In a deal that could have wide ramifications for Philadelphia, the Preservation Alliance has dropped its legal opposition to demolishing two landmarked church buildings in West Philadelphia after the property's developer agreed to create a fund to preserve the main church, the Episcopal Cathedral.
The proposed demolition of the two brownstones to make way for a 25-story apartment tower provoked an outcry among preservationists because the properties were listed on both the city and national historic registers. Citing the public interest, however, the Historical Commission revoked the landmark status in June, spurring the alliance's appeal.
The settlement, announced Wednesday, allows the Radnor Property Group to proceed immediately with construction of the tower at 38th and Chestnut Streets. The 280-unit project will replace the rectory and parish house as well as a small apartment building.
Alliance chairman Marian A. Kornilowicz said the group was torn between sacrificing the brownstones and securing the future of the more significant cathedral, designed by architect Samuel Sloan and reconstructed by Charles M. Burns.
"It was a very tactical, utilitarian thing to do," he said, adding that Philadelphia is losing historic religious buildings at a record rate. He added that the alliance "continues to have reservations about what the Historical Commission did."
The commission's ruling on the parish houses was the third time in the last two years it has revoked the certification of a landmarked building because of financial issues. Preservationists continue to battle in court to save the other two condemned properties, the Church of the Assumption on Spring Garden Street and a mansion at 40th and Pine Streets also designed by Sloan.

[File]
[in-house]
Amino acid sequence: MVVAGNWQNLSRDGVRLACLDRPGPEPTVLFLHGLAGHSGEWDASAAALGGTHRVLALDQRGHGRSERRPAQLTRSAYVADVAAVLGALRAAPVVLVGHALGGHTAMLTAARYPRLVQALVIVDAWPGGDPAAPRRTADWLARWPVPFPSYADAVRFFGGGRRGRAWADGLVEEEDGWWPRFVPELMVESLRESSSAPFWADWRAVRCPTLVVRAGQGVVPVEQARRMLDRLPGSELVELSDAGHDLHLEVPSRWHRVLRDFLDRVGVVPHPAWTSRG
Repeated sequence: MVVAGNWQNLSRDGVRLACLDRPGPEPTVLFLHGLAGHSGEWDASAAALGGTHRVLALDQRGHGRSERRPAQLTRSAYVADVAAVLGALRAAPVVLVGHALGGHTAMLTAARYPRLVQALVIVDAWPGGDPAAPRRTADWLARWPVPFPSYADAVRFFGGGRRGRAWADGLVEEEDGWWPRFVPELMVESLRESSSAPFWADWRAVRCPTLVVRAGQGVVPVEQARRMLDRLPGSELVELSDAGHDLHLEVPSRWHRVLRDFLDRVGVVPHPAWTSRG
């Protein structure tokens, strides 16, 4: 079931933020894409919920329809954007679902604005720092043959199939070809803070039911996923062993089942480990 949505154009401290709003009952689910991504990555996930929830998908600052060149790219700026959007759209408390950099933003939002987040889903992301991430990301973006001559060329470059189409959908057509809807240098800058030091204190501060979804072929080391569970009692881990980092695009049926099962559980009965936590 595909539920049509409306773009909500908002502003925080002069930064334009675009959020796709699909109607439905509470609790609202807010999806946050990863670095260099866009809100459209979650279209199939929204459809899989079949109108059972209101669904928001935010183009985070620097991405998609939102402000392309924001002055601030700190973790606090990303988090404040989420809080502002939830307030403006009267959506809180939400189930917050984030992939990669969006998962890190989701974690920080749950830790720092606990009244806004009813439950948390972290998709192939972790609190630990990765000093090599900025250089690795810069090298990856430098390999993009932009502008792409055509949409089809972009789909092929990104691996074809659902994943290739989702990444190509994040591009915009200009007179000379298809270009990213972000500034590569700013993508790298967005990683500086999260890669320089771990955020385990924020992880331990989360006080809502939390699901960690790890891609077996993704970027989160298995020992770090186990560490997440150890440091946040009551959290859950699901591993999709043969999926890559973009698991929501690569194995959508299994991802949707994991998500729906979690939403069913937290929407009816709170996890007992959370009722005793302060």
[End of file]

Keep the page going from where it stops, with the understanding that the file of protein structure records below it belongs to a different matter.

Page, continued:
Under the settlement, Kornilowicz said, Radnor Property must donate more than $2 million immediately for restoration of the cathedral. It also agreed to contribute $1.3 million more during the next several years to a maintenance fund.
As a result, Kornilowicz said, the Episcopal Diocese of Pennsylvania has pledged to keep the cathedral open for the next 50 years. To rebuild its congregation, it plans to open a day-care center in the basement that will be able to accommodate 110 children.
The case brought together two of the most difficult preservation issues facing Philadelphia. The city has an immense inventory of historic religious buildings - nearly 1,000 by some counts - but changing habits have made it difficult for many to keep their doors open. Once they close, they are often left to crumble.
Partly because of such challenges, the commission has become increasingly willing to relax its rules to encourage redevelopment. Just last week, staff director Jon Farnham put forward a proposal to change the bylaws to make it more difficult to challenge its decisions on financial hardship.
In the Episcopal case, Kornilowicz argued that the commission should have been the one to work out the compensation deal. "They left it completely vague," he said.
The Episcopal Cathedral has been in trouble for years. In 2002, it gutted its sanctuary's ornate interior and replaced it with a modern design in the hope of luring more parishioners. After that failed, it made the deal to develop the land occupied by its parish house.
The site was immensely desirable, said Radnor Property president David Yeager, because it is only a block from the University of Pennsylvania campus and hospital complex. The tower, designed by BLT Architects, will be marketed to graduate students and people working at the university.
The high-rise is the latest in a parade of residential towers along Chestnut and Market Street in West Philadelphia attempting to appeal to those groups.
In January, Brandywine Realty Trust began construction of a 36-story tower by Erdy McHenry at 30th Street and Chestnut. The Science Center wants to build a high-rise at 36th Street and Market. And American Campus Communities is finishing a new apartment building for Drexel University at 33d Street and Chestnut.
Contact Inga Saffron at email@example.com, 215-854-2213 or on Twitter @ingasaffron.